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Showing courses 126-134 of 134
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Using Collaborative Tools for Research new Thu 7 Mar 2019   10:00 Finished

This session will give a brief overview of several tools that can be used for collaborative research. Participants will be introduced to Electronic Lab Notebooks (ELNs), collaborative online writing tools such as Overleaf, OneNote and Evernote, before finishing with a look at GitHub.

Using Twitter for Research Tue 28 May 2019   13:00 Finished

This session will cover the basic principles of the microblogging platform Twitter. Participants will have the opportunity to get to grips with using Twitter and understanding the platform’s unique community and language through hands-on activities. Aspects of science communication will be touched upon as well as examples of best practice, using Twitter personally and professionally, before concluding with some top tips on getting the most out of this communication tool.

Who Can You Really Trust In Science? Fri 25 Oct 2019   10:00 [Places]

There are lots of "experts" out there in science but how do you know who you can trust and who should be taken with a pinch of salt?

This session will enable participants to develop critical evaluation skills around trustworthiness in scientific disciplines by evaluating different indicators of perceived quality such as seniority, funding, publishing records and even celebrity status. Participants will work through anonymised case studies in groups as well as being introduced to concepts such as publishing, open science and reproducibility, fake news, and effective science communication.

This session will introduce participants to the ideas of working openly and reproducibly through presenting case studies and tools to help facilitate this kind of work. From GitHub to good file naming conventions, participants will be given the opportunity to learn from other people’s failures and to be better at future-proofing their research.

If this session is fully booked please join the waiting list - we will move venues if there is demand.

Working with Digital Manuscripts new Wed 6 Feb 2019   10:00 Finished

Session 1: Introduction to working with digital manuscripts This workshop will introduce you to digital manuscripts by exploring how and where to find them, what to expect when you do, understanding digital manuscript resources and what you can do with them.

Session 2: Tools for working with digitised manuscripts This workshop will introduce you to some of the tools that can be used when working with digital manuscripts. We will also explore further ideas and tools in addition to some other sources for assistance and further learning opportunities.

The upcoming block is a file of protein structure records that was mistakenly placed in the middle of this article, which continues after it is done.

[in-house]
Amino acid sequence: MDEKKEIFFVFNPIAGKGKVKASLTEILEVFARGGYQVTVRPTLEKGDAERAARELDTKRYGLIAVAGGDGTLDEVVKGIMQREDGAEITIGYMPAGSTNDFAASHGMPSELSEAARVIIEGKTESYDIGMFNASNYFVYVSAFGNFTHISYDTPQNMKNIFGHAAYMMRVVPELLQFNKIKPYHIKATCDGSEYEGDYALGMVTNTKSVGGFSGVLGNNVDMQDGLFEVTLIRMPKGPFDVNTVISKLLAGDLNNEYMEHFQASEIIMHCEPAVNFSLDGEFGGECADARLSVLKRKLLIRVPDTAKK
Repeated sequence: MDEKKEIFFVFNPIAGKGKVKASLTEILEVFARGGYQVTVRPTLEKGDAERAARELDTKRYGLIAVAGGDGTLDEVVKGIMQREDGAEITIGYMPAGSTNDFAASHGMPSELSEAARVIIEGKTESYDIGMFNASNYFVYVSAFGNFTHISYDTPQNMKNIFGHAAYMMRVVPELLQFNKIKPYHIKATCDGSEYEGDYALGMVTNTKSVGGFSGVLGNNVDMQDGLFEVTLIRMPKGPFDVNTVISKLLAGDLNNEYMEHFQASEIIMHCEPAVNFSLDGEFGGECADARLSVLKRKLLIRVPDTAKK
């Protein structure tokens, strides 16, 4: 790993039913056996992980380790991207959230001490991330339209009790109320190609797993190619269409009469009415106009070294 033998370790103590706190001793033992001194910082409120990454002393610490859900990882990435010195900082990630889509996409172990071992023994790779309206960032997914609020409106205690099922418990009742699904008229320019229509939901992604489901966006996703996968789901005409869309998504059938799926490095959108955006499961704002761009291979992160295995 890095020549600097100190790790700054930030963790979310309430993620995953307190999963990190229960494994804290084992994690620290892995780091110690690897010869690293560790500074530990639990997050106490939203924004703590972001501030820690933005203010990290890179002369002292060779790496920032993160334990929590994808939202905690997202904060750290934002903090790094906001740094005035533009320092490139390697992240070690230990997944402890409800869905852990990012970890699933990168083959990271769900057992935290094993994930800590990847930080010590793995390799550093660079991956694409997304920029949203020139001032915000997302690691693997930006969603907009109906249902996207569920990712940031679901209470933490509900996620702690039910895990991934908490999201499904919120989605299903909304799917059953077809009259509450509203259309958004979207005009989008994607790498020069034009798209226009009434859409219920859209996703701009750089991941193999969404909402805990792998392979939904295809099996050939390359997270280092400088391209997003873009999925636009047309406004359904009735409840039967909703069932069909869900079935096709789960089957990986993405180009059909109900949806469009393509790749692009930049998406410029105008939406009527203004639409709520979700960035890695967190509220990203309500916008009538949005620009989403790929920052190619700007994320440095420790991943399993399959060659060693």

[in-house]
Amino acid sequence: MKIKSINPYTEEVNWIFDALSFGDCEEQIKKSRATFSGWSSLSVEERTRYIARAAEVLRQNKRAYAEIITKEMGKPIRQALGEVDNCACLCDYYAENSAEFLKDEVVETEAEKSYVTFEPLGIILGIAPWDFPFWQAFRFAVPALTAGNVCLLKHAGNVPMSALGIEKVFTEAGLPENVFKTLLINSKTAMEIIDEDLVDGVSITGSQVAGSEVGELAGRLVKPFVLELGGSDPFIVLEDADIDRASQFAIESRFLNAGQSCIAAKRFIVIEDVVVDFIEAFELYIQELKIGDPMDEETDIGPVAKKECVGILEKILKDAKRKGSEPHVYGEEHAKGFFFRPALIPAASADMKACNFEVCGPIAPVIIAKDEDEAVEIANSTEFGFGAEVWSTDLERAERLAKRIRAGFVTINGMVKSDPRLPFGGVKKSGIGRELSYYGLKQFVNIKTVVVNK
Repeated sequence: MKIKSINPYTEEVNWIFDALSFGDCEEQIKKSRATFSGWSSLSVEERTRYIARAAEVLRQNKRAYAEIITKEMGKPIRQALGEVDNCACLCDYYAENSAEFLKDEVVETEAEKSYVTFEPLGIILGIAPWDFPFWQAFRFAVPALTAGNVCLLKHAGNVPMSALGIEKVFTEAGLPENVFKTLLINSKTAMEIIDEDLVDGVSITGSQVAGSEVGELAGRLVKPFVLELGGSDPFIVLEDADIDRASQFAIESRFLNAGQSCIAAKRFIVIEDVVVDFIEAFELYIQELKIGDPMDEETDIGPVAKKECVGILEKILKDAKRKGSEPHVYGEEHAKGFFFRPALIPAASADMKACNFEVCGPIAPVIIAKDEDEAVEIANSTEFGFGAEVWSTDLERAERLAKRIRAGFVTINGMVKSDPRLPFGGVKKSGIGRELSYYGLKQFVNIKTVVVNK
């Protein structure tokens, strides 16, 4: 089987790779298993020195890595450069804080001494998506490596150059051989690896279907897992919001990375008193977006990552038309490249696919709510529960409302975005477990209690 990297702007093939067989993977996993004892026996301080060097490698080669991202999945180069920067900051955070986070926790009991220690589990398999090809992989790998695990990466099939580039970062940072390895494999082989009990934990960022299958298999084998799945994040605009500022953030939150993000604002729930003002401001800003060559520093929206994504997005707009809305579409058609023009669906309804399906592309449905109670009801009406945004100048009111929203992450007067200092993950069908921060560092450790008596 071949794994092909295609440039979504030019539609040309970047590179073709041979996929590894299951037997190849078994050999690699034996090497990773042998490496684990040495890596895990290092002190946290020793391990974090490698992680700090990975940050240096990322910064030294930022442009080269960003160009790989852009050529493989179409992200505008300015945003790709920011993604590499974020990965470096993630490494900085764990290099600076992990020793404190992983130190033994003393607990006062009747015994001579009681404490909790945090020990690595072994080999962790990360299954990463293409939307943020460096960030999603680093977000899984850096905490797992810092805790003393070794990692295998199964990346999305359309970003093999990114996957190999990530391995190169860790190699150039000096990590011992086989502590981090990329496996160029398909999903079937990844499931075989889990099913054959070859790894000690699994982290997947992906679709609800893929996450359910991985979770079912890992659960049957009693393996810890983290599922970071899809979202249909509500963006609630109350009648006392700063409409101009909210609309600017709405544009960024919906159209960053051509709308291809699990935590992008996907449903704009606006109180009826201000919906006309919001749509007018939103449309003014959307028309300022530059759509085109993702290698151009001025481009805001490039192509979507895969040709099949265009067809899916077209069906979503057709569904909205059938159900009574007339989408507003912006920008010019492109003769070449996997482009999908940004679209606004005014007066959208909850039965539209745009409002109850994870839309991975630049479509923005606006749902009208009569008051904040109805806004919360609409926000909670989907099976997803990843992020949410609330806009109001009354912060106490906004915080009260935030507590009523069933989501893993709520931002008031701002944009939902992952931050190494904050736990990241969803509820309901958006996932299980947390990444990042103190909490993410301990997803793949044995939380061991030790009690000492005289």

Special collections of printed books and archives are the primary sources of much research in HPS. This session will introduce some of the many significant collections in Cambridge, and discuss the tools available online and in print to help you identify, locate and compare relevant material further afield.

This session introduces participants to the importance of good referencing practices within their work. The University of Cambridge’s position on plagiarism will be presented before moving on to a discussion around good referencing techniques, using the Harvard referencing style as an example. Participants will see a live demonstration of the reference management tool Zotero before taking part in a quiz to consolidate their knowledge.

Referencing where you got ideas and inspiration from for your research is a core skill for any good researcher. In this session, you will learn about the University of Cambridge's approach to plagiarism, as well as giving tips and tricks on how to avoid being caught out through bad referencing techniques. You will also be shown handy tools that can do a lot of the work for you as well as managing your literature reading list throughout your work and beyond.

Bring along your laptop, tablet or mobile phone to join in with our interactive referencing quiz and put your knowledge to the test! You might even win a prize!

Zotero for Graduates Fri 20 Oct 2017   12:00 Finished

The aim of the workshop is to give an overview of how graduate students can make effective use of Zotero software for referencing and managing information.

You may have already thought about using Zotero, in which case you will find this workshop especially helpful if you have already downloaded Zotero to your laptop and bring it with you.

This workshop will especially suit graduate students from the School of Arts and Humanities, or Humanities and Social Sciences.

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